Saturday, December 4, 2010
The State Bar may ask the Wisconsin Supreme Court to appoint counsel in civil cases-- but lawyers could already do that.
In Gideon v. Wainwright, the US Supreme Court first established that criminal defendants were entitled to a lawyer -- and that the State must provide a lawyer if the defendant couldn't afford one.
Now, Legal Action of Wisconsin, through the Right To Counsel Task Force, has filed a petition with the Supreme Court of Wisconsin to ask that civil litigants in extreme circumstances be appointed counsel. The Task Force includes prominent lawyers and judges and filed, on September 30, the petition signed by 1,320 people.
The proposal apparently would apply to people who meet certain characteristics and are extremely poor -- below 200% of the federal poverty guidelines. (That would be a single person making less than $22,000 a year in 2009, or a family of four making less than $45,000.) It's expected that it would cost about $58 million per year in its current form.*
My question is: Why wait for the Supreme Court to order this? There are about 23,000 lawyers in the State Bar of Wisconsin. That's about $2500 more per year per lawyer in membership dues to fund this program right now -- so just by charging lawyers $200 per month we could fund a program that would appoint lawyers to represent people at a reduced (but guaranteed) rate.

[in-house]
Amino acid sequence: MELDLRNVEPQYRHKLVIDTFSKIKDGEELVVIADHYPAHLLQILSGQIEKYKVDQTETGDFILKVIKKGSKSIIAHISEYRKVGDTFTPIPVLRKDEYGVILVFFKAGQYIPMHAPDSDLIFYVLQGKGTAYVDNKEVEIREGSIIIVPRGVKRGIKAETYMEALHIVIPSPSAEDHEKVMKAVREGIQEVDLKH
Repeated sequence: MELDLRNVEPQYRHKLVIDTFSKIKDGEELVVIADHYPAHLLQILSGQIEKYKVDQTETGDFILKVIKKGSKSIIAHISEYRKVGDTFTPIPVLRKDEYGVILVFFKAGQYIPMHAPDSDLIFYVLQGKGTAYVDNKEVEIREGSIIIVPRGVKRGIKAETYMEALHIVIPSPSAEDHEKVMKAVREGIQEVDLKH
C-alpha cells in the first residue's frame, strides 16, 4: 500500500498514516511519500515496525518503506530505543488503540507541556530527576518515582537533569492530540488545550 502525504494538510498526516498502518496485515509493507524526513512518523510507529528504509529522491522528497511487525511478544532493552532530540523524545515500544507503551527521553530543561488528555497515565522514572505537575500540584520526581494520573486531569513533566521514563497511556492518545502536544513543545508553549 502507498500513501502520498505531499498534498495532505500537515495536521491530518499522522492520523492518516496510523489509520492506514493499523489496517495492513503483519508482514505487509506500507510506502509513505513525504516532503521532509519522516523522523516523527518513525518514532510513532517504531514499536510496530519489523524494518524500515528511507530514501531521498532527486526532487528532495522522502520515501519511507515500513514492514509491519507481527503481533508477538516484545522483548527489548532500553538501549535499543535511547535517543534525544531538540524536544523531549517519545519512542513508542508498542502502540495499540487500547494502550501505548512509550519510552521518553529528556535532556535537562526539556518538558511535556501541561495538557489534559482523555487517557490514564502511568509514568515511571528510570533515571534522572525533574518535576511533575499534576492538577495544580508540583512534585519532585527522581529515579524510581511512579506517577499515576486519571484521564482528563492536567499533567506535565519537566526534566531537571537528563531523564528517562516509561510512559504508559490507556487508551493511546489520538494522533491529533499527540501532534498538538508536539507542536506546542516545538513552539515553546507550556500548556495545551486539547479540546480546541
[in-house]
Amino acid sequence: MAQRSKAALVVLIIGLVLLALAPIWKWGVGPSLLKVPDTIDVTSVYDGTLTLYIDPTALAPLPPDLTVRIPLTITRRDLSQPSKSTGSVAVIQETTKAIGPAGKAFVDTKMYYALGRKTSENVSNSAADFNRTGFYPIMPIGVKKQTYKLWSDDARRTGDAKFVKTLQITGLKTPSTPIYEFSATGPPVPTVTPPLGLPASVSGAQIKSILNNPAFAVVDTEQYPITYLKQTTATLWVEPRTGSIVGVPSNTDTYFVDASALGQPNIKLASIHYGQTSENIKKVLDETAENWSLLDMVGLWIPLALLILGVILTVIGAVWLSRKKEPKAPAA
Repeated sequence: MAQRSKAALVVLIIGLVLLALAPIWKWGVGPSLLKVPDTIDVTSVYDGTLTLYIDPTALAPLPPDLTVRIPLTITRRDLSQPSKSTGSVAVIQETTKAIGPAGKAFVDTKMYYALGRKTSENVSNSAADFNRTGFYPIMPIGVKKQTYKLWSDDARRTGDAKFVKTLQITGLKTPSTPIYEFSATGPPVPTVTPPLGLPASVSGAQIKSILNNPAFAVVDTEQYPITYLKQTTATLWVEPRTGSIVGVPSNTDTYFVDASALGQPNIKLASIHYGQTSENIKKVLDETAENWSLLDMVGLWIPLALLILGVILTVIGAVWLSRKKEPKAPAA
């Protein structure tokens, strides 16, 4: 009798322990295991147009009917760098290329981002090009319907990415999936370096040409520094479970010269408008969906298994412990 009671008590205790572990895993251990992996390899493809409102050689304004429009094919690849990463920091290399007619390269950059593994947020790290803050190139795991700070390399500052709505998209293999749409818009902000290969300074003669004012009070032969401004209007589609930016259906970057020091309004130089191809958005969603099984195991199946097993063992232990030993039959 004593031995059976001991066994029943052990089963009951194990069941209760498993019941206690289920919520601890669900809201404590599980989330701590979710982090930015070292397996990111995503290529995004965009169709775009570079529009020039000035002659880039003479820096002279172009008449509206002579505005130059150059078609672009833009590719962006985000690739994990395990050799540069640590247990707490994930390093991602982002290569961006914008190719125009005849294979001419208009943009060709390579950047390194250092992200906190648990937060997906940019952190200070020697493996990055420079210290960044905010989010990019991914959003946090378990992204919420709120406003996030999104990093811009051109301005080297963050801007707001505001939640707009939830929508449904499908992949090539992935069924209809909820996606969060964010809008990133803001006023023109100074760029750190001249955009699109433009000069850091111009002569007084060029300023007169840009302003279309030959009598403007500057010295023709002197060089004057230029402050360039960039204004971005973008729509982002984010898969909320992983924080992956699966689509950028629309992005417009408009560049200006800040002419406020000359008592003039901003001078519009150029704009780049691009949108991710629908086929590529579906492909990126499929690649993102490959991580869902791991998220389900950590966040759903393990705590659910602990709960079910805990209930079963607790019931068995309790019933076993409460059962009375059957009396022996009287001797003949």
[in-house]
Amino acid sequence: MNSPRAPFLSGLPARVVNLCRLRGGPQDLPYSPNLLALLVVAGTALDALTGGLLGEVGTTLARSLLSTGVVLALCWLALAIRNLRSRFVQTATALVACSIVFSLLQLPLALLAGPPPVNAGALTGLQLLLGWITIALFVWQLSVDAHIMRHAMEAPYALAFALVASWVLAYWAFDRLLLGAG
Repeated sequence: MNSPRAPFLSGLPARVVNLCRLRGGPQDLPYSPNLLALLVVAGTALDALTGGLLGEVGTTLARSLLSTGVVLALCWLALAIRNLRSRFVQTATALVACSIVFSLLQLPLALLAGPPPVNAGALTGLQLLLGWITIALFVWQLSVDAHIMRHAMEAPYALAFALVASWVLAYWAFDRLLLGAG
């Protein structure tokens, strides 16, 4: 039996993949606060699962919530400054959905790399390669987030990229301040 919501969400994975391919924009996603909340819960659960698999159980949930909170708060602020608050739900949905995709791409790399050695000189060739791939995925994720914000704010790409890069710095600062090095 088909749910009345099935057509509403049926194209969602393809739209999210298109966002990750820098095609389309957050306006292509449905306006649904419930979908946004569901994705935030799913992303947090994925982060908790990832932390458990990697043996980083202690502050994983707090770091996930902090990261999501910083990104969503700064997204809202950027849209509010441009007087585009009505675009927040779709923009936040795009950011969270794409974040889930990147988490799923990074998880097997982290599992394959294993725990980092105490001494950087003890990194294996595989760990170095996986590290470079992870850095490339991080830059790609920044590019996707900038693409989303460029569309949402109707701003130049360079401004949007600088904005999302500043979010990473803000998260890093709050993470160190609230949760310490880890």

The State Bar could easily set up a two-tier program -- a cap-and-trade for lawyers, if you will. Lawyers could either commit to doing X number of hours of appointed counsel work -- at the going rate -- or could pay their way out of it. So lawyers not willing to work for the indigent would pay higher dues, to support lawyers who would. And then almost everyone would have a lawyer -- reducing courtroom congestion and making sure that victims of abuse get injunctions, that people don't lose their homes, that nobody wrongly garnishes them, and more.
For more information, and to support this project, click here. The Bar is apparently going to refer this to the Wisconsin Access to Justice Board for review, and they can be contacted here.
*The original post said $8 million; that was based on a typo. The actual proposed cost is $58 million. The numbers have been adjusted accordingly.